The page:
Thursday In Stockholm

For the last couple of days I’ve been wondering if I should share with you one of the downsides of being in Stockholm at the moment. Even though, as I’ve said, it’s lovely and sunny in the daytime, it can still get quite cold. Unfortunately that’s caused my body some slight grief, and after much hesitation, today I’m revealing my legs, and the slight case of cold weather hives I’ve developed.

Cold urticaria is the proper name for the red welts which have emerged on my legs in the last few days. Even though I’ve kept myself reasonably warm and protected, it’s still been cold enough to have developed a fairly minor outbreak of the condition. According to everything I’ve read, it’s reasonably common, and even though it can sometimes cause death, it’s fairly easily treated with some extra moisturiser. So there you go. The bad as well as the good.

Cold Weather Hives - Cold Urticaria
Cold Weather Hives – Cold Urticaria

I was up reasonably early this morning checking out the online news. OMG, there was talk on Twitter, briefly, of another leadership challenge back home. Following on from successful leadership challenges in Victoria and the Northern Territory, there was talk Kevin Rudd had the numbers and was about to challenge Julia Gillard for the ALP Leadership. Seriously, the news in Australia is never as interesting when I’m back home as when I’m overseas. The talk was short-lived and quickly denied. I dropped a “sorry” note to my colleague back home, apologising for going on leave and leaving her to deal with the breaking news associated with all of these political happenings, as well as the election of a new Pope.

After a morning coffee, I spent a bit time of time wandering around Gamla Stan, the Old Town in Stockholm which is absolutely stunning. Since Sweden remained neutral during the Second World War, Stockholm escaped the bombing which destroyed many of the Old Towns in Europe. Thus, Gamla Stan remains wonderfully intact. And unlike other Old Town areas, such as Sydney’s “The Rocks”, Gamla Stan is more than a museum, more than one big tourist shop. People live in Gamla Stan. They have jobs in Gamla Stan that aren’t necessarily tourism-related. It’s wonderful to see an Old Town that’s living and, seemingly, thriving.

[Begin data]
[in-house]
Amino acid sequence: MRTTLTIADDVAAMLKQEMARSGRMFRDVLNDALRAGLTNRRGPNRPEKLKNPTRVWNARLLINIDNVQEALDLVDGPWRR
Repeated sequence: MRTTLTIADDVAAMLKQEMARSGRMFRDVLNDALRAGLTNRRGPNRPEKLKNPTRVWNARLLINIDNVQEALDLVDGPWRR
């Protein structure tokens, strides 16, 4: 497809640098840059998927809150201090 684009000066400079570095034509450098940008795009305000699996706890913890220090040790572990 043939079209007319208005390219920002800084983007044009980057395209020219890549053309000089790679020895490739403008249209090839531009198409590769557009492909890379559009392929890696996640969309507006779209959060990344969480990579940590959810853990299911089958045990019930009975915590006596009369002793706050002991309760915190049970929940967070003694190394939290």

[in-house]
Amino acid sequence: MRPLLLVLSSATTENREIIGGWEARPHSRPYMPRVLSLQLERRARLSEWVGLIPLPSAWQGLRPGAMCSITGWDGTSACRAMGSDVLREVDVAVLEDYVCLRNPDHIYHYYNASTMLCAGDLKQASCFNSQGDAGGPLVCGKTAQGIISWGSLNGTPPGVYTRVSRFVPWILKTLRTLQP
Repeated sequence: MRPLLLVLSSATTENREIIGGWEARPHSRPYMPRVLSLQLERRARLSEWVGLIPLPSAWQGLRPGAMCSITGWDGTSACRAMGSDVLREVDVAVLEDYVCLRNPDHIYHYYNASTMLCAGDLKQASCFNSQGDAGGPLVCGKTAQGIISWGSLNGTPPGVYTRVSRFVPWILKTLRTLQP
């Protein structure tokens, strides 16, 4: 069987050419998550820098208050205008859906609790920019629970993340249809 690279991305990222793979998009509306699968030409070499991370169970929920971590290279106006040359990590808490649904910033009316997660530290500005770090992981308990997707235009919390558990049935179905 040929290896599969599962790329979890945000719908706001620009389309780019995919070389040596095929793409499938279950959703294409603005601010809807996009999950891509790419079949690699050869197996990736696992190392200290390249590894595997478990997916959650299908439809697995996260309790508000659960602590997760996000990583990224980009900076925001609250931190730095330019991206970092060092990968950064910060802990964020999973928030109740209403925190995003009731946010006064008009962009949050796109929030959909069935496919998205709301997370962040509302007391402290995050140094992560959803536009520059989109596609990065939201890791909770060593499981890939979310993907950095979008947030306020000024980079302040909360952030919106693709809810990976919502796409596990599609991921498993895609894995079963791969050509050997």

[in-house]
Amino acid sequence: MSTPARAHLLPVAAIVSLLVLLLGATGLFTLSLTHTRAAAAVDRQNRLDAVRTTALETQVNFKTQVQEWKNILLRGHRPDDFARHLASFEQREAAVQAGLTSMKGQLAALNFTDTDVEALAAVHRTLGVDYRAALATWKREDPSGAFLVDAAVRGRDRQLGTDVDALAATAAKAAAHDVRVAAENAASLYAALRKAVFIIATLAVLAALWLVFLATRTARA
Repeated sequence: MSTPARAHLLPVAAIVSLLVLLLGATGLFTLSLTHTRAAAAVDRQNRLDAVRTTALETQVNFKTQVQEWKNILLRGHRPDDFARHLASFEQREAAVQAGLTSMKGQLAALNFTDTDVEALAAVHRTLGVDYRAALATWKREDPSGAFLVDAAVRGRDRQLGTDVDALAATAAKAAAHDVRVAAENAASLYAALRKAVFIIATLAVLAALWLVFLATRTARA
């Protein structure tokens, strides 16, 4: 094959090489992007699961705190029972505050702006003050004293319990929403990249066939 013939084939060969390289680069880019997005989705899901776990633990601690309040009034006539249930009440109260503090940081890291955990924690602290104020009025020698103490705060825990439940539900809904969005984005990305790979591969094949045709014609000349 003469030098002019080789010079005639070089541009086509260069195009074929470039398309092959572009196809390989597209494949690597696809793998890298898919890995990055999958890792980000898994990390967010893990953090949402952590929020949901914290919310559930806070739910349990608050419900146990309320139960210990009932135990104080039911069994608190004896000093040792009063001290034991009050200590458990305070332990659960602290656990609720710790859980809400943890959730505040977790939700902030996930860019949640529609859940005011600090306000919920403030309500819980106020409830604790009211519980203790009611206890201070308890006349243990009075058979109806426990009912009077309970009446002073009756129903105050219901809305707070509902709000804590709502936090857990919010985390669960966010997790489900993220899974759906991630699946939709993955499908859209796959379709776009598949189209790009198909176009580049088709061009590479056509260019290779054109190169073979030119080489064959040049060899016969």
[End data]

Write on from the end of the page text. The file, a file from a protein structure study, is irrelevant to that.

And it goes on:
As I wandered around, a poster caught my eye in the window of The Riksdag, the Swedish Parliament. It was a poster which declared the Swedish Parliament passed lots of legislation every day. At the very top of the poster was an image of two men kissing. (OK yeah, that’s what caught my eye). For just a moment I reflected on the significance of an “official poster” from the Swedish Parliament of two men kissing. And, in contrast to Australia, it wasn’t a safe sex poster or something like that hidden away in a public toilet or a gay bar. It was wonderfully re-assuring to see something like that all official-like.

There's room for all sorts of families and relationships in Sweden. The Swedish parliament passes all types of legislation, according to this poster.
There’s room for all sorts of families and relationships in Sweden. The Swedish parliament passes all types of legislation, according to this poster.

But Sweden’s like that, you know. It’s been fascinating to reflect on the much discussed, much publicised gender equality you see here. And you do see it, most commonly when you see men pushing prams and bottle feeding their children in coffee shops and restaurants. Sure, men in Australia and other parts of the world do this also, but it’s so common place here no one seems to blink, whereas I think back home people would look and stare.

I also reflected today that the last week or so has flown by very quickly. Tomorrow I need to do clothes some washing, ironing and packing ahead of my trip to Berlin on Saturday. I also need to wash the sheets and make the bed, and clean up a little bit in the apartment I’ve been staying. In stark contrast to staying in a hotel or a hostel, it’s been so wonderful to have a place to call my own for the last week or so.

My friend Sue meets me in Berlin on Sunday, and we’ll be spending a few days there, followed by a few days in Copenhagen, and then back to Stockholm. We’ll be here for Easter which, apparently, is a pretty terrific time to be in Stockholm. Already the countdown is on with the feathers on sticks (a Swedish Easter tradition) all over the city at flower shops and stalls at the moment.

4 Replies to “Thursday In Stockholm”

  1. Just for the record, I have seen men pushing prams in Sydney, though it was in Werrington (next stop Penriff), and they were about 13 years old (the fathers that is). I’m sure it’s just a way to get out of school.

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